UK jobless claims soared 69.1 per cent – or by 856,000 – to 2.1m in April, unemployment data showed today to illustrate the staggering impact of coronavirus on the economy.
And the UK unemployment number increased by 50,000 to 1.35m as lockdown started in March, according to the Office for National Statistics (ONS).
The ONS estimated the UK unemployment rate at 3.9 per cent between January and March, slightly higher than the previous quarter.
Employment hit a record high of 76.6 per cent before lockdown began, the ONS data also showed.
However, as well as jobless claims spiking, the total number of weekly hours worked posted its largest annual drop in a decade.
Total hours worked dropped six per cent in the penultimate week in March and by another 16 per cent in the last week that month. By the final week the total number of hours worked fell 25 per cent lower than other weeks in the first quarter.
And work and pensions secretary Therese Coffey told the BBC the data showed this was an “unprecedented emergency”. She added that the government expects the unemployment rate to jump over the second quarter.
“The headline statistics covering January to March showed remarkably little sign of the coronavirus crisis,” he said.
“However, the timelier HMRC data on the number of people paid through the tax system showed a monthly fall in employment of 464,000 which is consistent with a rise in the unemployment rate to about 5.5 per cent.
“And the claimant count suggests that is on the low side. With thousands of people already laid off as a result of the coronavirus lockdown, we forecast that the unemployment rate will jump from four per cent to almost nine per cent in the coming months. Most of that jump should quickly be reversed once the lockdown ends, but we still expect the unemployment rate to remain elevated over the next few years.”
Meanwhile, Jagjit Chadha, director of the National Institute of Economic and Social Research, told the BBC: “We can reasonably expect unemployment to rise very quickly to something over 10 per cent – something we haven’t seen since the early 1990s.”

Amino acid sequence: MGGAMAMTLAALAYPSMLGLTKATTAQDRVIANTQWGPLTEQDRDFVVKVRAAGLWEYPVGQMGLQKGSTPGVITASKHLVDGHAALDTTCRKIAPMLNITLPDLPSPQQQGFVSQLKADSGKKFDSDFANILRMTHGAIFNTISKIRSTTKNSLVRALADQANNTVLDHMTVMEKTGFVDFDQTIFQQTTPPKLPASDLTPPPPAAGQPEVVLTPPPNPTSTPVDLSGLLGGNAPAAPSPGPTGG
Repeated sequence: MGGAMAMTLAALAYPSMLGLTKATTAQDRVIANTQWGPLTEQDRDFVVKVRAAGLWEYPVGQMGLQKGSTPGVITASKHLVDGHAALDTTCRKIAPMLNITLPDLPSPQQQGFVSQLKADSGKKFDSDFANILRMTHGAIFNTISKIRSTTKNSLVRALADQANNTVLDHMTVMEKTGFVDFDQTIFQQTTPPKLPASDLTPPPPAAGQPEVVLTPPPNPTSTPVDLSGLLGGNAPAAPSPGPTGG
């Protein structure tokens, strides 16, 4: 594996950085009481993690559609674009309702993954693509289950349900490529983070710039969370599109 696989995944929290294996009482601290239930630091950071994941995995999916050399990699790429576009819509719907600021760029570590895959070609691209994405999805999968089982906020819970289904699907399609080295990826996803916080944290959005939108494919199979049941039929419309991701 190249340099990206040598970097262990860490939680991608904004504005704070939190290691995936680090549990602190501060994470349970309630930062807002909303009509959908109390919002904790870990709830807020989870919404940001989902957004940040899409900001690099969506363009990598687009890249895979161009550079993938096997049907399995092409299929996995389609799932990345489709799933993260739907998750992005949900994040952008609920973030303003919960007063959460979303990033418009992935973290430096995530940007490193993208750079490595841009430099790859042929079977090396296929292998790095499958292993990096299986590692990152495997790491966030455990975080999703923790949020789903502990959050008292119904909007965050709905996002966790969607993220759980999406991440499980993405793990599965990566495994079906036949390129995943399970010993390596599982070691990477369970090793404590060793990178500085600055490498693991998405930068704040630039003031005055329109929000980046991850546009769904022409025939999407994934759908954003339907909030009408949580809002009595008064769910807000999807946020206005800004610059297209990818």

The increase of 856,000 jobless claims is the biggest since records began in 1971.
And economists warned the outlook for the UK economy suggests they may stay unemployed for some time.
“The 24.8 per cent year-over-year drop in three-month average measure of job vacancies in April – the steepest since October 2009 – suggests that very few unemployed people will be able to find a job quickly,” Samuel Tombs, chief UK economist at Pantheon Macroeconomics, said.
James Reed, chairman of the recruiter Reed, added that today’s figures suggest the UK faces a “very tough fightback from this recession”.
He predicted unemployment could rise above 15 per cent to affect more than 5m workers.
And he said despite the extension of the furlough scheme into October, “we’re still unclear about which support structures will be available for employees and businesses post-July”.
“For businesses considering restarting some or all of their operations, lifting staff out of furlough will be a challenge – it will take a while to get people back to work,” Reed added.
“This is only the tip of the iceberg,” job site Indeed’s UK economist Jack Kennedy added. “Our real-time data shows there was only worse to come with overall vacancies on Indeed plunging minus 57 per cent on last year’s trend. Beauty, hospitality, travel and food preparation industries [were] hardest hit.
“The hope is that as restrictions are slowly eased and some sectors start to reopen, the jobs market will spring back to life. While that might seem a little sanguine, we have already started to see signs of jobseekers reacting to a potential thawing of conditions with spikes in searches for jobs in education and at garden centres.”
Charlotte Alldritt, director of the Centre for Progressive Policy, added that the early data gives “cause for concern”.
She called for chancellor Rishi Sunak to extend the job retention scheme for the most badly hit industries.
“The government’s immediate focus must be to protect people and places hardest hit,” she said. “Nationally, the Job Retention Scheme will likely need to be extended beyond October for the worst affected sectors. Any kind of cliff edge would be catastrophic to jobs and livelihoods across the UK.”
Howard Archer, chief economic adviser to the EY Item Club, said the furlough scheme helped to limit UK unemployment in April, despite the record rise in jobless claims.
Still, early estimates on employment from pay-as-you-earn data showed paid employment fell 1.6 per cent in April from March.
He warned that earnings growth slumped in March, however, and “look set to be significantly impacted over the coming months”.
“The IHS Markit Household Finance survey for May reported that “incomes from employment fell drastically and at an accelerated rate during May”.
Original Source - City AM